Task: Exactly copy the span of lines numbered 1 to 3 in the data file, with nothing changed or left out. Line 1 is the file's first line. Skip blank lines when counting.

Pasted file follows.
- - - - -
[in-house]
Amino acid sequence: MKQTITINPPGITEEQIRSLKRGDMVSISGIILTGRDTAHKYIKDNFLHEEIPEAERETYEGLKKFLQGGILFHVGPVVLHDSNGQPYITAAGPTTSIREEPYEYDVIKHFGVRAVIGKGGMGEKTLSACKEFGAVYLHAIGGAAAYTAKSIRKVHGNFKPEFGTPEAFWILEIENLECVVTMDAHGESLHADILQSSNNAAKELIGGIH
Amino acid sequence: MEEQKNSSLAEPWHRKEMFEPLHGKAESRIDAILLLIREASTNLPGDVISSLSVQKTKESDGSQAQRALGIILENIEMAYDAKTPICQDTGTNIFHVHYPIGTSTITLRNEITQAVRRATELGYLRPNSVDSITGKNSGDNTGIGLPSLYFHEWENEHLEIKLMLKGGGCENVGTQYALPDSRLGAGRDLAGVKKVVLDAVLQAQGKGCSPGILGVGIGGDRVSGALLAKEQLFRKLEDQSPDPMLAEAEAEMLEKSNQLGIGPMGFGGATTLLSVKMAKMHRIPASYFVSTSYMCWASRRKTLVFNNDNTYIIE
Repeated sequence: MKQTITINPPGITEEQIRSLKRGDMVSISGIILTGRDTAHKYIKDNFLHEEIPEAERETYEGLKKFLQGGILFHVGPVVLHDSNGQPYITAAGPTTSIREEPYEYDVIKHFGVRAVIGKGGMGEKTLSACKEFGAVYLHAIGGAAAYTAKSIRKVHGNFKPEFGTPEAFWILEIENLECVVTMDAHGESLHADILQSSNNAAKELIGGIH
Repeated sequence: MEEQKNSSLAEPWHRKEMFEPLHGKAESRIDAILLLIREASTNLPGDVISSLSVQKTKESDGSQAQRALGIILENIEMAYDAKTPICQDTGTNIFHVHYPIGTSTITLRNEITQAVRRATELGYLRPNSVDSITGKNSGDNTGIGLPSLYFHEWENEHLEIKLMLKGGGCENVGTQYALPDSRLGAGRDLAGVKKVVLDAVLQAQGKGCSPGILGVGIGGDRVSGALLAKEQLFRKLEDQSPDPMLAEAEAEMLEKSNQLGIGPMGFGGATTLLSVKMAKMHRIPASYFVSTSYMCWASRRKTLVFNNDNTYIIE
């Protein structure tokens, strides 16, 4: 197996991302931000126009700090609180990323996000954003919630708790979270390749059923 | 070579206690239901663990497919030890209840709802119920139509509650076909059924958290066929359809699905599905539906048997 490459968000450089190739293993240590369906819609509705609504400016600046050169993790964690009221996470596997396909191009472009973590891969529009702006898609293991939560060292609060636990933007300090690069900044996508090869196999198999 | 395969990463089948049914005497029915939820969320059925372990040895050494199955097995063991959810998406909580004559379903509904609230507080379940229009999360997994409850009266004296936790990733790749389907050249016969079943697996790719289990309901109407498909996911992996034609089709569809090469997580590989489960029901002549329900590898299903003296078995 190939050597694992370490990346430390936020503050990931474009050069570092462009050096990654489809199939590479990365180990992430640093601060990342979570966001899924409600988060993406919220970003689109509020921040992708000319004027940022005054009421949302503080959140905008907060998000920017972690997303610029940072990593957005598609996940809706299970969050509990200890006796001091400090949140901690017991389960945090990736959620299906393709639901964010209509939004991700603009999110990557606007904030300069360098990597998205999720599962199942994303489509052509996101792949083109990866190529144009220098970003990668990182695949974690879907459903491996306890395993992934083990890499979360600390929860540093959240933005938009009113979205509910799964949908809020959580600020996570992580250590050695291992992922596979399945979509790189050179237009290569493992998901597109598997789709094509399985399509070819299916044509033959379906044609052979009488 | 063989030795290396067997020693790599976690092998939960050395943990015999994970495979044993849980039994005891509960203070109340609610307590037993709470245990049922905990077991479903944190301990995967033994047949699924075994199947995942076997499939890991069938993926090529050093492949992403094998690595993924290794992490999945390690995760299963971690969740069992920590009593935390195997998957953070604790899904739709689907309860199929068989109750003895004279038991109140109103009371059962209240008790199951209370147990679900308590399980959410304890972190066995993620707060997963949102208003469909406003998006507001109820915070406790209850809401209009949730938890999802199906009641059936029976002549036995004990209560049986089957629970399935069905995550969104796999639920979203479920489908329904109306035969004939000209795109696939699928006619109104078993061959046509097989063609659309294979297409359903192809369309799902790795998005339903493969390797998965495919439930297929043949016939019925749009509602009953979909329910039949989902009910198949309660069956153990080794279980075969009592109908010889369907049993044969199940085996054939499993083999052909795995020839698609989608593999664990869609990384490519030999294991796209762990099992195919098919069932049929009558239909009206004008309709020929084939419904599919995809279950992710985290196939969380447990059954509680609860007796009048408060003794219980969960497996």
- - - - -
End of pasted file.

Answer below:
[in-house]
Amino acid sequence: MKQTITINPPGITEEQIRSLKRGDMVSISGIILTGRDTAHKYIKDNFLHEEIPEAERETYEGLKKFLQGGILFHVGPVVLHDSNGQPYITAAGPTTSIREEPYEYDVIKHFGVRAVIGKGGMGEKTLSACKEFGAVYLHAIGGAAAYTAKSIRKVHGNFKPEFGTPEAFWILEIENLECVVTMDAHGESLHADILQSSNNAAKELIGGIH
Amino acid sequence: MEEQKNSSLAEPWHRKEMFEPLHGKAESRIDAILLLIREASTNLPGDVISSLSVQKTKESDGSQAQRALGIILENIEMAYDAKTPICQDTGTNIFHVHYPIGTSTITLRNEITQAVRRATELGYLRPNSVDSITGKNSGDNTGIGLPSLYFHEWENEHLEIKLMLKGGGCENVGTQYALPDSRLGAGRDLAGVKKVVLDAVLQAQGKGCSPGILGVGIGGDRVSGALLAKEQLFRKLEDQSPDPMLAEAEAEMLEKSNQLGIGPMGFGGATTLLSVKMAKMHRIPASYFVSTSYMCWASRRKTLVFNNDNTYIIE